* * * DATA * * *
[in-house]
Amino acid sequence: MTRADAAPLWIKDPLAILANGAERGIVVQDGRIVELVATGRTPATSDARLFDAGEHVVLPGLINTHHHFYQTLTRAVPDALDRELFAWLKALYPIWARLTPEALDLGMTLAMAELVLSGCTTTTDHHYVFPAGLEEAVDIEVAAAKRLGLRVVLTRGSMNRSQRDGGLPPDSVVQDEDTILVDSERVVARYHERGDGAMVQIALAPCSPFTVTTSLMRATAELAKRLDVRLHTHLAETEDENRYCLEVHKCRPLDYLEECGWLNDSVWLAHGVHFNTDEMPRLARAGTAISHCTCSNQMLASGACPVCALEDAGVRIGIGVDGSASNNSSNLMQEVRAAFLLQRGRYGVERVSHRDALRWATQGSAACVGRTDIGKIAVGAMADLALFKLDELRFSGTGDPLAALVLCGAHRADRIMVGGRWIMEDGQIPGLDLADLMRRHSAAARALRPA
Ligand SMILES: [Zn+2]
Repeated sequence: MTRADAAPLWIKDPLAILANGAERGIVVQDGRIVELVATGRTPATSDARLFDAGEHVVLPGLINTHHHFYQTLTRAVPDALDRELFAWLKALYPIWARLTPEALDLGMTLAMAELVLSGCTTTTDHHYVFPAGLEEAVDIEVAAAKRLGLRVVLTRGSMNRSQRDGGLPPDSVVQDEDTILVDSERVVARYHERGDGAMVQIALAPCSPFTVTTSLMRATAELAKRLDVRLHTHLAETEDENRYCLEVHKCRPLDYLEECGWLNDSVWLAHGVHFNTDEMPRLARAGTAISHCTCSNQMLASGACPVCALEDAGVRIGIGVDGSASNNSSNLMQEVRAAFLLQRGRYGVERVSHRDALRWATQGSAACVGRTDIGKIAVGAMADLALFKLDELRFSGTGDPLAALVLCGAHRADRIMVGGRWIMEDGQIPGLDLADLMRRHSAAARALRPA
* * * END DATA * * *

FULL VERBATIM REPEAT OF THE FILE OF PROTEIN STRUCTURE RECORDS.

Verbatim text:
[in-house]
Amino acid sequence: MTRADAAPLWIKDPLAILANGAERGIVVQDGRIVELVATGRTPATSDARLFDAGEHVVLPGLINTHHHFYQTLTRAVPDALDRELFAWLKALYPIWARLTPEALDLGMTLAMAELVLSGCTTTTDHHYVFPAGLEEAVDIEVAAAKRLGLRVVLTRGSMNRSQRDGGLPPDSVVQDEDTILVDSERVVARYHERGDGAMVQIALAPCSPFTVTTSLMRATAELAKRLDVRLHTHLAETEDENRYCLEVHKCRPLDYLEECGWLNDSVWLAHGVHFNTDEMPRLARAGTAISHCTCSNQMLASGACPVCALEDAGVRIGIGVDGSASNNSSNLMQEVRAAFLLQRGRYGVERVSHRDALRWATQGSAACVGRTDIGKIAVGAMADLALFKLDELRFSGTGDPLAALVLCGAHRADRIMVGGRWIMEDGQIPGLDLADLMRRHSAAARALRPA
Ligand SMILES: [Zn+2]
Repeated sequence: MTRADAAPLWIKDPLAILANGAERGIVVQDGRIVELVATGRTPATSDARLFDAGEHVVLPGLINTHHHFYQTLTRAVPDALDRELFAWLKALYPIWARLTPEALDLGMTLAMAELVLSGCTTTTDHHYVFPAGLEEAVDIEVAAAKRLGLRVVLTRGSMNRSQRDGGLPPDSVVQDEDTILVDSERVVARYHERGDGAMVQIALAPCSPFTVTTSLMRATAELAKRLDVRLHTHLAETEDENRYCLEVHKCRPLDYLEECGWLNDSVWLAHGVHFNTDEMPRLARAGTAISHCTCSNQMLASGACPVCALEDAGVRIGIGVDGSASNNSSNLMQEVRAAFLLQRGRYGVERVSHRDALRWATQGSAACVGRTDIGKIAVGAMADLALFKLDELRFSGTGDPLAALVLCGAHRADRIMVGGRWIMEDGQIPGLDLADLMRRHSAAARALRPA